percent of the principal; a second mortgage from an SBA 
Certified Development Company backed by a 100 percent 
government guaranteed debenture, covering forty percent of the 
principal; and an equity contribution from the small business 
owner to cover the remaining ten percent.
    The ability to refinance owner-occupied commercial real 
estate debt through the 504 loan guaranty program was 
temporarily expanded by the Small Business Jobs Act of 2010 
(P.L. 111-240), which was signed into law by President Barack 
Obama on September 27, 2010. Section 1122 of the law allowed 
small businesses to use 504 loans to refinance eligible fixed 
assets not involving expansions for two years after enactment, 
with program authorization capped at $7.5 billion in 
refinancings each year. The refinance authority, paid for 
entirely by program fees, was a zero-cost way to help small 
businesses access their own equity that they had built up over 
the years in order to hire additional employees or retain those 
currently employed.
    It took some time for the SBA to create a regulation 
implementing the 504 refinance authority, and the initial 
regulation, finalized on February 17, 2011, was not fully 
consistent with legislative intent. The SBA revised its 
regulations on October 12, 2011. The revised rule was more in 
line with legislative intent and allowed more businesses with a 
commercial mortgage to refinance. Participation in the program 
took off shortly thereafter, and as a result, the 504 refinance 
program supported $5.5 billion in total lending to small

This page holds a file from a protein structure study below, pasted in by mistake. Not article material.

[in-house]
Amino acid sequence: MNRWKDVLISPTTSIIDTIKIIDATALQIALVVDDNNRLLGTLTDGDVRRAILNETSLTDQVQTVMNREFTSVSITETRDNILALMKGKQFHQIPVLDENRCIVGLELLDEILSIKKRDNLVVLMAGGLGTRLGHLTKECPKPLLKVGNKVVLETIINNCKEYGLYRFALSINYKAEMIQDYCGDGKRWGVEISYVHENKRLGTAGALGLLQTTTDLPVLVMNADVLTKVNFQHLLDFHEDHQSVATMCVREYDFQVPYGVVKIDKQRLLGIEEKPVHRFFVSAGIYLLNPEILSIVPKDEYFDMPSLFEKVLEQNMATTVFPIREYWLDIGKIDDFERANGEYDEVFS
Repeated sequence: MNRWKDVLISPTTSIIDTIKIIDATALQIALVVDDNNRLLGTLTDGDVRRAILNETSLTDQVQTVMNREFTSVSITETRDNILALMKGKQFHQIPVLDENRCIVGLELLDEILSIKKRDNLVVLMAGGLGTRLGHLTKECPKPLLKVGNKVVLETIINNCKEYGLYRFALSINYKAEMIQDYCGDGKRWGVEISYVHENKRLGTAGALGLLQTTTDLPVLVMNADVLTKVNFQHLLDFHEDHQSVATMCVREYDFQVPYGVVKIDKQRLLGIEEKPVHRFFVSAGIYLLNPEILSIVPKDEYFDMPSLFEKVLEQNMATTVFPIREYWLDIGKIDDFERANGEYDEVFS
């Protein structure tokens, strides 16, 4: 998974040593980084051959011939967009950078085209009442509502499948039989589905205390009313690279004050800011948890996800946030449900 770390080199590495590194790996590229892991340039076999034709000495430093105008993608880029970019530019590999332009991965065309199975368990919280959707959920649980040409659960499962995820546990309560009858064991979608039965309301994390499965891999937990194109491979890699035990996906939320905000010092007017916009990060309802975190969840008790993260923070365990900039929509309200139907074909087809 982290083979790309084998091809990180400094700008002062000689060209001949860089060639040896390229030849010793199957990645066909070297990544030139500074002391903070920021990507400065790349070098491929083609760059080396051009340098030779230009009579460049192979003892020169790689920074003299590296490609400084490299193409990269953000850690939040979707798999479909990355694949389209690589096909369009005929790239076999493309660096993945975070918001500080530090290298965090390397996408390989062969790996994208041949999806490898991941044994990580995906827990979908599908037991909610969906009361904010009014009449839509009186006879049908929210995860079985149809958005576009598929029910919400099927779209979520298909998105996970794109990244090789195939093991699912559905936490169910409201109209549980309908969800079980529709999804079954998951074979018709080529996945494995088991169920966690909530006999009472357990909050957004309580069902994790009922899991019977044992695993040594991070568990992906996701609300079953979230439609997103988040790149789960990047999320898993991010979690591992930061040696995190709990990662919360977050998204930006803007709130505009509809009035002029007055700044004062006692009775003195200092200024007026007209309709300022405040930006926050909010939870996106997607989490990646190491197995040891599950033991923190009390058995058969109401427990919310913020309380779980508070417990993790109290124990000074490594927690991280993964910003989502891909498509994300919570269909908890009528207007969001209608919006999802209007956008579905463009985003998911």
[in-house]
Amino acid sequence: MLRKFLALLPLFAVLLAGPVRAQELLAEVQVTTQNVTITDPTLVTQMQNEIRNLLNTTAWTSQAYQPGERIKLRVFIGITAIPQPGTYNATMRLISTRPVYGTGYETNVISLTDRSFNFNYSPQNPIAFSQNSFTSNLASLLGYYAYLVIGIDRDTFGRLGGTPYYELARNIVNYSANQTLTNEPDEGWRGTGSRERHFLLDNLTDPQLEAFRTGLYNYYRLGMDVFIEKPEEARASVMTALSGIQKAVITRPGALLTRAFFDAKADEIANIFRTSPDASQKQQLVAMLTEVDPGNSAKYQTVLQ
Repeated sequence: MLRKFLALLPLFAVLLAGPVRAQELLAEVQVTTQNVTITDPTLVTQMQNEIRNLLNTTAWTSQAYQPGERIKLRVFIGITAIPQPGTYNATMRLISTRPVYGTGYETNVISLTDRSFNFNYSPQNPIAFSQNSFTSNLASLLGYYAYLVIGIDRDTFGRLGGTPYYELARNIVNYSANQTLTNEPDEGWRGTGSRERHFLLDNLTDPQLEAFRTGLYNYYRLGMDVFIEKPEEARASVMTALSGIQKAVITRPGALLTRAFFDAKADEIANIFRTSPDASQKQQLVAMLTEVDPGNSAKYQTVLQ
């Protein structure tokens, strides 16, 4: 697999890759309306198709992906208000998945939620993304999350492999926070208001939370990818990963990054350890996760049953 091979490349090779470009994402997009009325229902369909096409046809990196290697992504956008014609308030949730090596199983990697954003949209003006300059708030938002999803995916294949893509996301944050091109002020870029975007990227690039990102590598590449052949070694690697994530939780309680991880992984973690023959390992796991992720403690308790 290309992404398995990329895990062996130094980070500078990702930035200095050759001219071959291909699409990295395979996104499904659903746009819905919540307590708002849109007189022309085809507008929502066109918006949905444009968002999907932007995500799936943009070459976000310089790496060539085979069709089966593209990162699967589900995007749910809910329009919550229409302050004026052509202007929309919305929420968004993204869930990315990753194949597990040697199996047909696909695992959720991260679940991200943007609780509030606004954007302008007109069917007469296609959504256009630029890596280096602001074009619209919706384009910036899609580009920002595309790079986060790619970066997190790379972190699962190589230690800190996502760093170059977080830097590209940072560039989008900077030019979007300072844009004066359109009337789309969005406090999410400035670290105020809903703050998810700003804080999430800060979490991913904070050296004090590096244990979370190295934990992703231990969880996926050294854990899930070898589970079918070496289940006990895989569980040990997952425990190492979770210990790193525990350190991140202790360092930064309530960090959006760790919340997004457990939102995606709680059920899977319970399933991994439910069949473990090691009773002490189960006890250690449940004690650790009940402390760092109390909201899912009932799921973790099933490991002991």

businesses. However, on September 27, 2012 just as the program 
was accelerating and the lending community began to utilize it 
to its full capacity, the program expired.
    Small Business Committee Chair Landrieu filed and sponsored 
several pieces of legislation during the 112th Congress to 
extend the 504 loan refinance program. Chair Landrieu, Ranking 
Member Snowe, and Senator Shaheen along with five other 
bipartisan co-sponsors--Senators Isakson, Thune, Klobuchar, Tim 
Johnson, and Pryor--originally introduced the provision on 
April 25, 2012 as S. 2364, a bill to extend the availability of 
low-interest refinancings under the local development business 
loan program of the Small Business Administration. The bill, 
which would have extended the 504 refinance program for an 
additional year past its scheduled expiration, was referred to 
the Committee but not acted upon further during the 112th 
Congress.
    Senate Amendment 1833 (S. Amdt. 1833), an amendment in the 
nature of a substitute to the Jumpstart Our Business Startups 
(JOBS) Act of 2012 (H.R. 3606), contained a provision to extend 
the 504 loan refinance program for an additional year past 
September 27, 2012. S. Amdt. 1833, the Invigorate New Ventures 
and Entrepreneurs to Succeed Today (INVEST) in America Act of 
2012, was introduced on March 15, 2012 by Senator Jack Reed 
along with Chair Landrieu and Senators Levin, Scott Brown, 
Merkley, Akaka, Whitehouse, Franken, Harkin, and Durbin. S. 
Amdt. 1833 was ultimately not included in the final version of 
H.R. 3606.
    Additionally, Senator Landrieu included a 504 refinance 
provision in Senate Amendment 2521 (S. Amdt. 2521), which she 
filed to S. 2237, the Small Business Jobs and Tax Relief Act of 
2012 on July 11, 2012. Division B of S. Amdt. 2521, entitled 
the Success Ultimately Comes from Capital, Contracting, 
Education, Strategic Partnerships, and Smart Regulations 
(SUCCESS) Act of 2012, contained language to extend the 504 
refinance program for an additional year and a half past its 
scheduled expiration. Although it came up short of the 60 votes 
needed to end debate, the amendment received a strong 57 
bipartisan votes, including five Republicans, when it received 
a vote on the Senate floor on July 12, 2012. Shortly 
thereafter, Chair Landrieu filed the SUCCESS Act as a 
standalone bill. On July 25, 2012, Chair Landrieu introduced S. 
3442, the SUCCESS Act of 2012, with eight co-sponsors including 
Committee members Senator Cardin and Senator Shaheen, as well 
as Senators Blumenthal, Boxer, Gillibrand, Lieberman, Merkley, 
and Whitehouse.
    Chair Landrieu also offered 504 refinance language as an